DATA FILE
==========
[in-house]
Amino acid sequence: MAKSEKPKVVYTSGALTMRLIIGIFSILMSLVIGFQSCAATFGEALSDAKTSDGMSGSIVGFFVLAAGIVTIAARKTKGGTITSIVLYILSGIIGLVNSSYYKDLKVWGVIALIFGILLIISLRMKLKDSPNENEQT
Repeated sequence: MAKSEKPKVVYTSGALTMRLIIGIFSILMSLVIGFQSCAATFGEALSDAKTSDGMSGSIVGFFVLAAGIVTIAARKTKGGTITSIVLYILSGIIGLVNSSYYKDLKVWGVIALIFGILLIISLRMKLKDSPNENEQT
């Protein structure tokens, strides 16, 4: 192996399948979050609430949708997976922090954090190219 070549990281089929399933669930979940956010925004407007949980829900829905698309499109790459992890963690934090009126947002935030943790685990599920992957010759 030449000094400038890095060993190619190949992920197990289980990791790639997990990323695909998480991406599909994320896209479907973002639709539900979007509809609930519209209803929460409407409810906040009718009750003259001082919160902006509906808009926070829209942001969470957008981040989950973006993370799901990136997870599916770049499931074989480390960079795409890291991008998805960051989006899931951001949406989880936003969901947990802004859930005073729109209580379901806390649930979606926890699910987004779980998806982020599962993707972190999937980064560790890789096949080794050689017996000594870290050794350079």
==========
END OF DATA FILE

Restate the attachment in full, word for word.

[in-house]
Amino acid sequence: MAKSEKPKVVYTSGALTMRLIIGIFSILMSLVIGFQSCAATFGEALSDAKTSDGMSGSIVGFFVLAAGIVTIAARKTKGGTITSIVLYILSGIIGLVNSSYYKDLKVWGVIALIFGILLIISLRMKLKDSPNENEQT
Repeated sequence: MAKSEKPKVVYTSGALTMRLIIGIFSILMSLVIGFQSCAATFGEALSDAKTSDGMSGSIVGFFVLAAGIVTIAARKTKGGTITSIVLYILSGIIGLVNSSYYKDLKVWGVIALIFGILLIISLRMKLKDSPNENEQT
């Protein structure tokens, strides 16, 4: 192996399948979050609430949708997976922090954090190219 070549990281089929399933669930979940956010925004407007949980829900829905698309499109790459992890963690934090009126947002935030943790685990599920992957010759 030449000094400038890095060993190619190949992920197990289980990791790639997990990323695909998480991406599909994320896209479907973002639709539900979007509809609930519209209803929460409407409810906040009718009750003259001082919160902006509906808009926070829209942001969470957008981040989950973006993370799901990136997870599916770049499931074989480390960079795409890291991008998805960051989006899931951001949406989880936003969901947990802004859930005073729109209580379901806390649930979606926890699910987004779980998806982020599962993707972190999937980064560790890789096949080794050689017996000594870290050794350079």